...for the triumph of evil is for good men to do nothing." Edmund Burke's words serve as a solemn reminder that we have a responsibility to be an advocate for those without a voice. The issue of human trafficking is more than a political, regional or religious problem. Human trafficking is a "human" problem. We are all affected and impacted by this violation of human rights, whether we know it or not. Currently, approximately 27 million slaves are at work in the world today. "Trafficking in persons" is a $99 billion dollar industry as well as the fastest growing criminal enterprise in the world.
According to Polarisproject.org, over 100,000 children are estimated to be introduced into the sex trade in the United States each year. In light of the previous statement, it is no wonder that the average age of entry into prostitution is between 12-14 years old. Whether they are born in the US or elsewhere, they are being bought sold on a daily basis. This happens in your cities and your neighborhoods.
Human trafficking which equates to modern day slavery exists when people are coerced, forced, and/or manipulated to do commercial sex acts or labor services against their will. Whether they serve as a prostitute at a truck stop, a "masseuse" as an asian massage parlor, a maid for a wealthy family, a brick maker in India, or are forced to work on fishing boats in Southeast Asia, they are victims of exploitation.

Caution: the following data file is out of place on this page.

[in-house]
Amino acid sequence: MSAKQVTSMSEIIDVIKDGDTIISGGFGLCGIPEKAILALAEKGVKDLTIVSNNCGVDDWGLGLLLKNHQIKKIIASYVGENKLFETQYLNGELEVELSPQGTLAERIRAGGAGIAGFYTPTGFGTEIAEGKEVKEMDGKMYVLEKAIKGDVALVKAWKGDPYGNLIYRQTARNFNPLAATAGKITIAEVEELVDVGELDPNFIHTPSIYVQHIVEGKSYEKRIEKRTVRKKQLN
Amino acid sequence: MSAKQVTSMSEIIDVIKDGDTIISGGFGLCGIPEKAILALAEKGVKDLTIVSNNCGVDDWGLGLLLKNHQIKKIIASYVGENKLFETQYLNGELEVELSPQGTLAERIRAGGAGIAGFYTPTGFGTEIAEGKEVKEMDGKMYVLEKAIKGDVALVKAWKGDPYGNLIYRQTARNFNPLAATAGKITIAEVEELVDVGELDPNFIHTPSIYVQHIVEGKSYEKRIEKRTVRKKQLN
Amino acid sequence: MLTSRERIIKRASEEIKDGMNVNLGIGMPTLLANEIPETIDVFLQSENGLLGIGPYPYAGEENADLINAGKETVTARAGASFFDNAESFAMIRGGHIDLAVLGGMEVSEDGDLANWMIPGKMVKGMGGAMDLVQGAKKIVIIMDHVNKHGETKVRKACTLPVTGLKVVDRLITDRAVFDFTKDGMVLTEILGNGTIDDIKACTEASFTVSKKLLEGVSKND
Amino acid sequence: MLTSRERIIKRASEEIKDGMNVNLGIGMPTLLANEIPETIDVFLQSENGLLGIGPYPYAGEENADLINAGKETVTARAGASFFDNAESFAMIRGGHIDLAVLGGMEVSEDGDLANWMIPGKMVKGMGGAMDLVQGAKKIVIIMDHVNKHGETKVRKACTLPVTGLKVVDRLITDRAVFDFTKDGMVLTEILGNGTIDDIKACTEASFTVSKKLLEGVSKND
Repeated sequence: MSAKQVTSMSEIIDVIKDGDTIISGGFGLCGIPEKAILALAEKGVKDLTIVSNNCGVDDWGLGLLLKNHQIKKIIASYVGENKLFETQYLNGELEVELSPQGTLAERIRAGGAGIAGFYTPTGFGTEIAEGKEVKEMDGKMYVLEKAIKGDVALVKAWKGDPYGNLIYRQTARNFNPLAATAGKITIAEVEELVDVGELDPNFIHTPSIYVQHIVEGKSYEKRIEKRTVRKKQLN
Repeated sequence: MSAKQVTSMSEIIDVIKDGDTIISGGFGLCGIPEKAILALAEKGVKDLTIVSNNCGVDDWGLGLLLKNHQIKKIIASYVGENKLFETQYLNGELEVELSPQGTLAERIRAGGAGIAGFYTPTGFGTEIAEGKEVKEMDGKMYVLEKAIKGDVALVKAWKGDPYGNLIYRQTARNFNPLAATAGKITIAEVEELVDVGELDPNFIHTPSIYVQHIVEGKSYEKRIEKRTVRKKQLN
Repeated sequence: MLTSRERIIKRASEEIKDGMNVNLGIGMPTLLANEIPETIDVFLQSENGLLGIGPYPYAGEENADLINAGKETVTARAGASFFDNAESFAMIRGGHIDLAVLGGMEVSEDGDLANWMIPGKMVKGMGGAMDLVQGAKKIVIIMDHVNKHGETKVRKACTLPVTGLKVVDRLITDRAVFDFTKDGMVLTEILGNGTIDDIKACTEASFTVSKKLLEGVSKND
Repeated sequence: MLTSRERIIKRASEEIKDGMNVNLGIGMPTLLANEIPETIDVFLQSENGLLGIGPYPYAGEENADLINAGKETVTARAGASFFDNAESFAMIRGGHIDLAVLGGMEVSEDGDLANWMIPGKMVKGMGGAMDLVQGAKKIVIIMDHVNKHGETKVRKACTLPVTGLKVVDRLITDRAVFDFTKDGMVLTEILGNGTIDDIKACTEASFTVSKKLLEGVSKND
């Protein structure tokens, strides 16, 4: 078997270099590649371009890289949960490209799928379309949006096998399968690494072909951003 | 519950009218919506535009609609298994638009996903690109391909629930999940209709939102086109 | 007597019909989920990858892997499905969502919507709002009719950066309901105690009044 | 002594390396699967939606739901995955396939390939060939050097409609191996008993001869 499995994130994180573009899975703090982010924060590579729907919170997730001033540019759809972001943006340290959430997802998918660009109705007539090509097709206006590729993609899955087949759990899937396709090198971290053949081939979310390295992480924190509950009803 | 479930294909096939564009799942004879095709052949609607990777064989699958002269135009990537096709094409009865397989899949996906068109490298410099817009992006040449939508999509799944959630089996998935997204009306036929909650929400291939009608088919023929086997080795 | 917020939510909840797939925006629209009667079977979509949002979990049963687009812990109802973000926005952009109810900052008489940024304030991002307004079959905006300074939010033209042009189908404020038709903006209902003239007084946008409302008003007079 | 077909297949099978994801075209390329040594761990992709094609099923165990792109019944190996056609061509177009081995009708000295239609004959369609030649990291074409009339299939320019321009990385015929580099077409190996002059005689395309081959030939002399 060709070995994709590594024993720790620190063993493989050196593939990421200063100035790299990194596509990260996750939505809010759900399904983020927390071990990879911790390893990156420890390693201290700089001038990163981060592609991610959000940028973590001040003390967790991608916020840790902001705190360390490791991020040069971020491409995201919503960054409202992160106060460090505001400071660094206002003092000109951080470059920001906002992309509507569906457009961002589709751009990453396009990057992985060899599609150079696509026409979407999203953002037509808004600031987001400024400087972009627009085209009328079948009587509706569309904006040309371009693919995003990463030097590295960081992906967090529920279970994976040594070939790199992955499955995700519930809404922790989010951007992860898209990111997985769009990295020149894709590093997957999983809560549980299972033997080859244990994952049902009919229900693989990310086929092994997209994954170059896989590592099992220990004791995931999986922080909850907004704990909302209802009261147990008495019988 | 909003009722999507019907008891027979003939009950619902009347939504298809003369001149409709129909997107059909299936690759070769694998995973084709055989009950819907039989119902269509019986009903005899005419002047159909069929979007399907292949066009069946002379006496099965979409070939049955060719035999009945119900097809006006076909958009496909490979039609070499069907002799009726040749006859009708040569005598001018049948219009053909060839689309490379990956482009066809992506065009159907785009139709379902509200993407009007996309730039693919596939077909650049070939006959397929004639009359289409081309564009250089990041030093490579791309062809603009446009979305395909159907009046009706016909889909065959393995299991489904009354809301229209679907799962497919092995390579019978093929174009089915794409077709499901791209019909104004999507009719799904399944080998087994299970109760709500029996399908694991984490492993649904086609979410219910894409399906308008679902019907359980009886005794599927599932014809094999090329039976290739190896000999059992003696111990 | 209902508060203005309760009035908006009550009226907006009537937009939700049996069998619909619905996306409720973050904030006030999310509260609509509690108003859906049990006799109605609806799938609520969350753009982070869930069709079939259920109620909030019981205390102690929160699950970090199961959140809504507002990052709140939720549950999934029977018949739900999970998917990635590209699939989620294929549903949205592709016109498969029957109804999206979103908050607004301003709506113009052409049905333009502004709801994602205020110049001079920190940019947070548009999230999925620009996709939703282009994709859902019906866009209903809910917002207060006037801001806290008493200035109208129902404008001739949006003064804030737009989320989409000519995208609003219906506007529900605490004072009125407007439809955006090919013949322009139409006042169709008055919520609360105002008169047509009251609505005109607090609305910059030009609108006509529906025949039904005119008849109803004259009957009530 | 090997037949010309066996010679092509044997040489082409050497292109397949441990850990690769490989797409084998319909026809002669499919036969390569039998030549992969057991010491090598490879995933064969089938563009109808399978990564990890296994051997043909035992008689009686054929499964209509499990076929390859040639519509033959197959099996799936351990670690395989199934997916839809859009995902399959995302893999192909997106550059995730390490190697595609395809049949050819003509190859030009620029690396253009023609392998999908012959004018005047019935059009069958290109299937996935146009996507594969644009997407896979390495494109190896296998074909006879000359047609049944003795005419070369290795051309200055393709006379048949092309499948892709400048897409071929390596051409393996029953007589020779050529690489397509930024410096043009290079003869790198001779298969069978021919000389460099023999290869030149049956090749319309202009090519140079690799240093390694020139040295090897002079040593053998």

In the face of such a global evil, what can we do?
On April 27th, 2013, I had the opportunity to moderate a panel discussion for pastors and church leaders which was aptly named "Let My People Go." The name of the event comes from the demand of Moses, God's spokesman, to Pharaoh who refused to release Israel from slavery. In a similar way, these pastors were challenged to stand and demand that those trapped in slavery today be set free. The goal was to equip these pastors and church leaders with the knowledge to equip their churches to fight human trafficking. The event featured three expert panelists, who are some of the top abolitionists in NYC; Jimmy Lee of Restore NYC, Diana Mao of Nomi Network, and Jonathan Walton of New York City Urban Project.
During this discussion, we wrestled with the nature of human trafficking and where is it found globally and locally. We also delved into where is slavery found in NYC, and how are we a part of the problem. Finally, we explored ways that the local church can be a positive force in the fight against the global slave trade.
In the next several articles, we will walk through several ways that Christians can practically fight human trafficking. We will learn that we don't have to wear a cape or have a Phd to be an advocate for the weak and vulnerable. As Christians we simply have to be disciples. Ultimately, true biblical discipleship fights trafficking. I will tease this out more in the articles to follow, but to put it succinctly, when we stand on the Gospel, we will naturally stand against injustice.
You may find this hard to believe. You may be struggling to read this article because your eyes keep rolling back in your head. You are saying to yourself, "What can I do? This problem is too big. Why should I even try?" Edmund Burke, who stood for the cause of the American colonies as a member of the British Parliament in the late 1700s, understood the need for freedom, even when it was not popular. He explained that "nobody made a greater mistake than he who did nothing because he could do only a little." Regardless of your age or your occupation, you can do something. Remember that the only thing necessary for us to fight human trafficking is our willingness to do something... no matter how small it may seem.